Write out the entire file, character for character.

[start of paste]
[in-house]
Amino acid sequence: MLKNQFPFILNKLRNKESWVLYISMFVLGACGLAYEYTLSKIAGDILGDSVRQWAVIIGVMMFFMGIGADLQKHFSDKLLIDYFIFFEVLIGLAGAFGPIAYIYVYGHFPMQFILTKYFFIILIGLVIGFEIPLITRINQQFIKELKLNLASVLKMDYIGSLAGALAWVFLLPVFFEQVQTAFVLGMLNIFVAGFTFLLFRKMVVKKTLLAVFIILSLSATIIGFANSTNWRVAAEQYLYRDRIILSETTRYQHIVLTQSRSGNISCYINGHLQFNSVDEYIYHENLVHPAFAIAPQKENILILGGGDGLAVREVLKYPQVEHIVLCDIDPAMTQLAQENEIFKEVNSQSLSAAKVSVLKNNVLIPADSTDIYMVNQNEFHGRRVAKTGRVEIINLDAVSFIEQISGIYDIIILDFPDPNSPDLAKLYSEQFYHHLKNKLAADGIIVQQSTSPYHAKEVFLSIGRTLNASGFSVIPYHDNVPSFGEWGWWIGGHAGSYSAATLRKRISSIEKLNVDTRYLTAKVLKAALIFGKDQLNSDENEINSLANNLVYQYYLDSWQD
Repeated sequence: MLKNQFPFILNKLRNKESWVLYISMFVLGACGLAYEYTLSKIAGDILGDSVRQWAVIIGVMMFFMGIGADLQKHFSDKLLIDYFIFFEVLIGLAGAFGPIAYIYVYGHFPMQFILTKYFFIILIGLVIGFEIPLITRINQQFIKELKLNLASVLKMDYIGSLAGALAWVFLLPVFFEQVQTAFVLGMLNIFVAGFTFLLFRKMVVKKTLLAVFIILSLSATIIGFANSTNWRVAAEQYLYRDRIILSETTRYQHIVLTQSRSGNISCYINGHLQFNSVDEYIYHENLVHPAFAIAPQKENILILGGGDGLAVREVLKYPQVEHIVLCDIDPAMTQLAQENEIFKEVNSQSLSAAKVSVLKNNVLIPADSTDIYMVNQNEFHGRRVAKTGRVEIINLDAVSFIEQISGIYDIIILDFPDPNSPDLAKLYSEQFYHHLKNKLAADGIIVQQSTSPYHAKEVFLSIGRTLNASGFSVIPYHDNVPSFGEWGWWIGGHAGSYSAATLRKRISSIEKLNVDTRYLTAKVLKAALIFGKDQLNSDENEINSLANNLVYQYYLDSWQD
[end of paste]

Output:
[in-house]
Amino acid sequence: MLKNQFPFILNKLRNKESWVLYISMFVLGACGLAYEYTLSKIAGDILGDSVRQWAVIIGVMMFFMGIGADLQKHFSDKLLIDYFIFFEVLIGLAGAFGPIAYIYVYGHFPMQFILTKYFFIILIGLVIGFEIPLITRINQQFIKELKLNLASVLKMDYIGSLAGALAWVFLLPVFFEQVQTAFVLGMLNIFVAGFTFLLFRKMVVKKTLLAVFIILSLSATIIGFANSTNWRVAAEQYLYRDRIILSETTRYQHIVLTQSRSGNISCYINGHLQFNSVDEYIYHENLVHPAFAIAPQKENILILGGGDGLAVREVLKYPQVEHIVLCDIDPAMTQLAQENEIFKEVNSQSLSAAKVSVLKNNVLIPADSTDIYMVNQNEFHGRRVAKTGRVEIINLDAVSFIEQISGIYDIIILDFPDPNSPDLAKLYSEQFYHHLKNKLAADGIIVQQSTSPYHAKEVFLSIGRTLNASGFSVIPYHDNVPSFGEWGWWIGGHAGSYSAATLRKRISSIEKLNVDTRYLTAKVLKAALIFGKDQLNSDENEINSLANNLVYQYYLDSWQD
Repeated sequence: MLKNQFPFILNKLRNKESWVLYISMFVLGACGLAYEYTLSKIAGDILGDSVRQWAVIIGVMMFFMGIGADLQKHFSDKLLIDYFIFFEVLIGLAGAFGPIAYIYVYGHFPMQFILTKYFFIILIGLVIGFEIPLITRINQQFIKELKLNLASVLKMDYIGSLAGALAWVFLLPVFFEQVQTAFVLGMLNIFVAGFTFLLFRKMVVKKTLLAVFIILSLSATIIGFANSTNWRVAAEQYLYRDRIILSETTRYQHIVLTQSRSGNISCYINGHLQFNSVDEYIYHENLVHPAFAIAPQKENILILGGGDGLAVREVLKYPQVEHIVLCDIDPAMTQLAQENEIFKEVNSQSLSAAKVSVLKNNVLIPADSTDIYMVNQNEFHGRRVAKTGRVEIINLDAVSFIEQISGIYDIIILDFPDPNSPDLAKLYSEQFYHHLKNKLAADGIIVQQSTSPYHAKEVFLSIGRTLNASGFSVIPYHDNVPSFGEWGWWIGGHAGSYSAATLRKRISSIEKLNVDTRYLTAKVLKAALIFGKDQLNSDENEINSLANNLVYQYYLDSWQD